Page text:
Sometimes I am Disappointed

M.R. was asked by his older, next door neighbor to help him and another guy rob someone who the neighbor said was a drug dealer. They promised he would get 1/3 of whatever they took.
So even though M.R. had a full time job, was on track to become a manager, had a fiancé and child, and was thinking about enlisting in the National Guard, he decided to go along.

But not only did he go along, he held the gun when the victims were forced to lie on the floor and get undressed. Unfortunately, the victim’s nine-year old son, who was hiding in a closet during the robbery, was able to jump out a window and alert the police.

There was little doubt that M.R. was guilty. The police captured him as he was trying to escape through a side door, his car was found just down the street, the victim’s identified him as the one who held the gun, and the victim’s car keys and wallet were in his pocket. He was charged with armed robbery, a life in prison capital offense; home invasion first degree, a 20-year felony; and felony firearm, a mandatory 2-year felony that must be served first.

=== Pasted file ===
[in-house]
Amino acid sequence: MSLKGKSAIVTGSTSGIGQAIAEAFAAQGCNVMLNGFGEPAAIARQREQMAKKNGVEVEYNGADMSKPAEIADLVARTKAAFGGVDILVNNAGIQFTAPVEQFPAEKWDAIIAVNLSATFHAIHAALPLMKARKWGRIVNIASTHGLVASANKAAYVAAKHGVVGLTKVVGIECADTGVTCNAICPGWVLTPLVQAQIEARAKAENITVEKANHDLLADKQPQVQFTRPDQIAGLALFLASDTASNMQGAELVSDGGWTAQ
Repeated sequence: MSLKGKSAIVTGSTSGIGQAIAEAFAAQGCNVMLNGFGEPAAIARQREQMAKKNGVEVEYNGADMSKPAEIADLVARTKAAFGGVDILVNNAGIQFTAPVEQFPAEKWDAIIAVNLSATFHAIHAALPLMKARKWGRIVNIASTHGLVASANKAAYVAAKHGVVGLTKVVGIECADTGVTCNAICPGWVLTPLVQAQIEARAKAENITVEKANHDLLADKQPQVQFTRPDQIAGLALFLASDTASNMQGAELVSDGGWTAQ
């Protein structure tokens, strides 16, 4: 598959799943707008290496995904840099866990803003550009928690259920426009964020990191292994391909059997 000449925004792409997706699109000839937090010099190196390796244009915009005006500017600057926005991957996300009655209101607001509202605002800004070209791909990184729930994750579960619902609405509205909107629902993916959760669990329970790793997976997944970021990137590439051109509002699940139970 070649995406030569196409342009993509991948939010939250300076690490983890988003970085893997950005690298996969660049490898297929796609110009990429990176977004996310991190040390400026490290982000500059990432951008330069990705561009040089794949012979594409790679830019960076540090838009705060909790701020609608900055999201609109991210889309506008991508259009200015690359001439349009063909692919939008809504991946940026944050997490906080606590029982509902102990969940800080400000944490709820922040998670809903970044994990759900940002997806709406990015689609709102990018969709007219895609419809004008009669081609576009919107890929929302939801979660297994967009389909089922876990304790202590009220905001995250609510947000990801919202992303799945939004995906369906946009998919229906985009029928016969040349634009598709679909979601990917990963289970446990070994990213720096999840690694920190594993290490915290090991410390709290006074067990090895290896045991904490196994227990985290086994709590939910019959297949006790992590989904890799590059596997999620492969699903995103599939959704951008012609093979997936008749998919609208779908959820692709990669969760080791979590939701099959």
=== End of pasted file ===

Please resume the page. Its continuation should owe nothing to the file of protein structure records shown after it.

By negotiating with the Prosecutor and my appeal to the Judge at sentencing, M.R. received 10 years. While certainly a long time, his partners in crime were sentenced to 18 plus years.

To my surprise, M.R. decided to grieve me with the State Bar. He claimed I failed to adequately represent him even though it was his decision to plead guilty and take a pretty good deal under the circumstances. The State Bar threw his complaint out. Sometimes when you commit a crime and you are caught in the act, cutting a deal is the best you can do; the evidence proved beyond a reasonable doubt that he had done it and going to trial and being found guilty would certainly have resulted in a much more severe penalty.

As a criminal defense attorney, you learn to expect these complaints but it is still disappointing when you do your best for your client, get him a good deal, and then be blamed when he doesn’t walk free. What happened to, “
"If you can't do the time, don't do the crime”?